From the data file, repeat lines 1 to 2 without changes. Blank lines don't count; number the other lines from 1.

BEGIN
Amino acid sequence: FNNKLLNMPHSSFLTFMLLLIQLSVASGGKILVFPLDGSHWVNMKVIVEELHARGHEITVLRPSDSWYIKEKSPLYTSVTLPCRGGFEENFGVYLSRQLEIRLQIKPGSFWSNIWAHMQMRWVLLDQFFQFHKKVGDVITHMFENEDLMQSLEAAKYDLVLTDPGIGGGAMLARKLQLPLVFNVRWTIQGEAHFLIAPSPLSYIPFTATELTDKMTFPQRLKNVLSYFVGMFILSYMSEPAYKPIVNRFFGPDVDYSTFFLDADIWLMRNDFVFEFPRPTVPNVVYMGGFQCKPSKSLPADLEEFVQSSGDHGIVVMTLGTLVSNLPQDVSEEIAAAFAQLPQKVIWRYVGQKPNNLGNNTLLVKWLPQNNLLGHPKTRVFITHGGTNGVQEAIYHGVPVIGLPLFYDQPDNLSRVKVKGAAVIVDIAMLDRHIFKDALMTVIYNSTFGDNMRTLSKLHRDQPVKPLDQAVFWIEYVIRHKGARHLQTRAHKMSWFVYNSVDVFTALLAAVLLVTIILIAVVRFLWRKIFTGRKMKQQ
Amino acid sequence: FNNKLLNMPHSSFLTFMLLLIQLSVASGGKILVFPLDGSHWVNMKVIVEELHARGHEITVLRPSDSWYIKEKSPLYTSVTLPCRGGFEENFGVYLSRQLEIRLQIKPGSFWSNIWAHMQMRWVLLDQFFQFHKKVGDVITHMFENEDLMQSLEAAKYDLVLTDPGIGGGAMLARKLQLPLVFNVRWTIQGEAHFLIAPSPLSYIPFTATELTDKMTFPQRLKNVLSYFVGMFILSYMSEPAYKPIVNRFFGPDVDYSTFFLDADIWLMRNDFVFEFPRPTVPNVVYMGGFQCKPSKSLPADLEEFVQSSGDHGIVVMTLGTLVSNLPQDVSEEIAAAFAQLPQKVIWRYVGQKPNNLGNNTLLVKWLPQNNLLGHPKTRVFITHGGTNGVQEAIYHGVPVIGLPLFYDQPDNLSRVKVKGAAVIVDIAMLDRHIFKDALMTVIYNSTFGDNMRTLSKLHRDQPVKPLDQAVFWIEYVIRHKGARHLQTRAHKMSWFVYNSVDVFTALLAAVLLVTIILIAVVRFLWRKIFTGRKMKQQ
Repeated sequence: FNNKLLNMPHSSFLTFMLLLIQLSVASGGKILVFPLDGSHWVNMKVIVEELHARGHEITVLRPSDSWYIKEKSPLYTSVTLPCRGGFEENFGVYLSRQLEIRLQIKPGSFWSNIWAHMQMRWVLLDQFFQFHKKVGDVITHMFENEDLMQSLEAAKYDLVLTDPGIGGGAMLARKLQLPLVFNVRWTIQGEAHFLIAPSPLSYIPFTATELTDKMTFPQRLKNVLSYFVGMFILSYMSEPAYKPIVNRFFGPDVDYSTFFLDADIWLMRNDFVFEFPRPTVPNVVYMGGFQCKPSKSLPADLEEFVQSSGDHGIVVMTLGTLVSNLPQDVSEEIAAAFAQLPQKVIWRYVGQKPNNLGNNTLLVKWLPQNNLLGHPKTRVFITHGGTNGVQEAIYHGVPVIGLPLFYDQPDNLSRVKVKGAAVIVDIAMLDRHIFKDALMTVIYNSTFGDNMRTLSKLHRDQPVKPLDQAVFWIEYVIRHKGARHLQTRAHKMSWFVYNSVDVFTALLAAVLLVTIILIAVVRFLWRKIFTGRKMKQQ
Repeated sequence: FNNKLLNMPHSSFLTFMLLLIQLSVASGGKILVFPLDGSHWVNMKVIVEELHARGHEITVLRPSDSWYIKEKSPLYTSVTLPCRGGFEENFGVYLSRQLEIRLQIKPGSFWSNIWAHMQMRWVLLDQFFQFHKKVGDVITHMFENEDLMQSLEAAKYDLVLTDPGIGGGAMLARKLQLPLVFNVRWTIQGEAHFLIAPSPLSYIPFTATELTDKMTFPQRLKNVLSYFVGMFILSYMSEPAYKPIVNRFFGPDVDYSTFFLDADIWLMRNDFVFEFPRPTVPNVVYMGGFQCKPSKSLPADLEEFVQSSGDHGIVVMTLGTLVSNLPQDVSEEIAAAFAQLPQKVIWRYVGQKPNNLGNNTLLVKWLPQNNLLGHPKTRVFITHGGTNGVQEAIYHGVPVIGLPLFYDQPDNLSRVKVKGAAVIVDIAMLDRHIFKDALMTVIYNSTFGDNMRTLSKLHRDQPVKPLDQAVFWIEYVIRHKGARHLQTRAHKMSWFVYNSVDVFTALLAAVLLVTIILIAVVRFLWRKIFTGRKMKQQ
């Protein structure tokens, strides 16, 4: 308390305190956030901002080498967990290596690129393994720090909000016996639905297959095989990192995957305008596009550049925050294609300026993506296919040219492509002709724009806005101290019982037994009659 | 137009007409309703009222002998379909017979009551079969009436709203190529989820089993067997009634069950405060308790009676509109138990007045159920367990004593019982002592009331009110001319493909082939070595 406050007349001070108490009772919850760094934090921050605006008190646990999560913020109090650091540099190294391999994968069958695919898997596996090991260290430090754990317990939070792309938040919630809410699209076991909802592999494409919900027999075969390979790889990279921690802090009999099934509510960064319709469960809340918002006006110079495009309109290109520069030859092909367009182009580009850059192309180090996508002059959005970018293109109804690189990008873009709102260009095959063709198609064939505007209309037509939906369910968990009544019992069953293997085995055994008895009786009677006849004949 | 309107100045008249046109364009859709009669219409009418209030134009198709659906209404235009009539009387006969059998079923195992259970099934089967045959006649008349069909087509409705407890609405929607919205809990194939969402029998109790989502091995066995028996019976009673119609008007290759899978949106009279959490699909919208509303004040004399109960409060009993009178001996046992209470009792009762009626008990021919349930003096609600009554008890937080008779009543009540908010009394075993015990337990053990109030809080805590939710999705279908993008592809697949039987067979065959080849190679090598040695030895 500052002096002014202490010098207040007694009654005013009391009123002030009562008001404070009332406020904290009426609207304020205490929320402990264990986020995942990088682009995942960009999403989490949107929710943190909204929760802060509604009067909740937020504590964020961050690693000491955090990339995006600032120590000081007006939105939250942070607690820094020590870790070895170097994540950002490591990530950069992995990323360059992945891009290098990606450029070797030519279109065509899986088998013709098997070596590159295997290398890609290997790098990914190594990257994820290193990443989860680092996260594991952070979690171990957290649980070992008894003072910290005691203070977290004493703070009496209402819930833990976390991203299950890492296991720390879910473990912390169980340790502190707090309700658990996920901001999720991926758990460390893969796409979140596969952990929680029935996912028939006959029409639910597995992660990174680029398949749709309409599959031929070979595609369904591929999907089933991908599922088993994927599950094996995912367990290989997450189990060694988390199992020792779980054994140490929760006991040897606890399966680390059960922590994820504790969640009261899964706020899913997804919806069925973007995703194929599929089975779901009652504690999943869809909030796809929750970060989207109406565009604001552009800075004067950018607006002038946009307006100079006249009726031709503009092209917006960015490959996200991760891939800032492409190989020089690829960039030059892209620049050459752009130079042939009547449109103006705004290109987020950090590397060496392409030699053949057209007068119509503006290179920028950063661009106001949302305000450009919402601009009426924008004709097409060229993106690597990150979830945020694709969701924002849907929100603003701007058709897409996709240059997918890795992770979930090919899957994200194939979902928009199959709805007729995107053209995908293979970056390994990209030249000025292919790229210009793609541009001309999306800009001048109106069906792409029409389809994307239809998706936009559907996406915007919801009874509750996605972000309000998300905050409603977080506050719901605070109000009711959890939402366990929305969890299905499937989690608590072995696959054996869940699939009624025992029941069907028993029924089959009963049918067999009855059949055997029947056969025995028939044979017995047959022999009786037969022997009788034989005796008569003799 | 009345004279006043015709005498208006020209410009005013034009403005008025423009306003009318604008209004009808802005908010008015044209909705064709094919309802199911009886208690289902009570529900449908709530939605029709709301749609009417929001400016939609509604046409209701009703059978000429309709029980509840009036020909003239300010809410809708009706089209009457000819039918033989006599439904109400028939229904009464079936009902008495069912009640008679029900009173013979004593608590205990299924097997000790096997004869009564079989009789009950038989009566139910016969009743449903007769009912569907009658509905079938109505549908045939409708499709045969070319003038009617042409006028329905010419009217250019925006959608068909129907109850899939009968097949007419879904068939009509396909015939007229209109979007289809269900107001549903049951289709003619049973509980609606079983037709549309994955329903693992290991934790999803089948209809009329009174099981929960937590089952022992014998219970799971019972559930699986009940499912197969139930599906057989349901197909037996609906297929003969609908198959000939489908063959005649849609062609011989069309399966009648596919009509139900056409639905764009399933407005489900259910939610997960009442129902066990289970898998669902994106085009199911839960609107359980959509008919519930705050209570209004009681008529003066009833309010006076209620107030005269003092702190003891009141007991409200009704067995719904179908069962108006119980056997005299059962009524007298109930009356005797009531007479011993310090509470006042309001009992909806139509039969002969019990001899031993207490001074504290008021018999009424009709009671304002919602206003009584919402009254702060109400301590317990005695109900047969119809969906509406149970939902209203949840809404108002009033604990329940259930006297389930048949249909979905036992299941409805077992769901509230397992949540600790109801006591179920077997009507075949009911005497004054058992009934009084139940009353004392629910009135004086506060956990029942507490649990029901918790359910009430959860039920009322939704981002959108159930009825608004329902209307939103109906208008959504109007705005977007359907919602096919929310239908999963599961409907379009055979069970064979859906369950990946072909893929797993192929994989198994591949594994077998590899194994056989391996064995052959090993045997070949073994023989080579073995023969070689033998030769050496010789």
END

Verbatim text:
Amino acid sequence: FNNKLLNMPHSSFLTFMLLLIQLSVASGGKILVFPLDGSHWVNMKVIVEELHARGHEITVLRPSDSWYIKEKSPLYTSVTLPCRGGFEENFGVYLSRQLEIRLQIKPGSFWSNIWAHMQMRWVLLDQFFQFHKKVGDVITHMFENEDLMQSLEAAKYDLVLTDPGIGGGAMLARKLQLPLVFNVRWTIQGEAHFLIAPSPLSYIPFTATELTDKMTFPQRLKNVLSYFVGMFILSYMSEPAYKPIVNRFFGPDVDYSTFFLDADIWLMRNDFVFEFPRPTVPNVVYMGGFQCKPSKSLPADLEEFVQSSGDHGIVVMTLGTLVSNLPQDVSEEIAAAFAQLPQKVIWRYVGQKPNNLGNNTLLVKWLPQNNLLGHPKTRVFITHGGTNGVQEAIYHGVPVIGLPLFYDQPDNLSRVKVKGAAVIVDIAMLDRHIFKDALMTVIYNSTFGDNMRTLSKLHRDQPVKPLDQAVFWIEYVIRHKGARHLQTRAHKMSWFVYNSVDVFTALLAAVLLVTIILIAVVRFLWRKIFTGRKMKQQ
Amino acid sequence: FNNKLLNMPHSSFLTFMLLLIQLSVASGGKILVFPLDGSHWVNMKVIVEELHARGHEITVLRPSDSWYIKEKSPLYTSVTLPCRGGFEENFGVYLSRQLEIRLQIKPGSFWSNIWAHMQMRWVLLDQFFQFHKKVGDVITHMFENEDLMQSLEAAKYDLVLTDPGIGGGAMLARKLQLPLVFNVRWTIQGEAHFLIAPSPLSYIPFTATELTDKMTFPQRLKNVLSYFVGMFILSYMSEPAYKPIVNRFFGPDVDYSTFFLDADIWLMRNDFVFEFPRPTVPNVVYMGGFQCKPSKSLPADLEEFVQSSGDHGIVVMTLGTLVSNLPQDVSEEIAAAFAQLPQKVIWRYVGQKPNNLGNNTLLVKWLPQNNLLGHPKTRVFITHGGTNGVQEAIYHGVPVIGLPLFYDQPDNLSRVKVKGAAVIVDIAMLDRHIFKDALMTVIYNSTFGDNMRTLSKLHRDQPVKPLDQAVFWIEYVIRHKGARHLQTRAHKMSWFVYNSVDVFTALLAAVLLVTIILIAVVRFLWRKIFTGRKMKQQ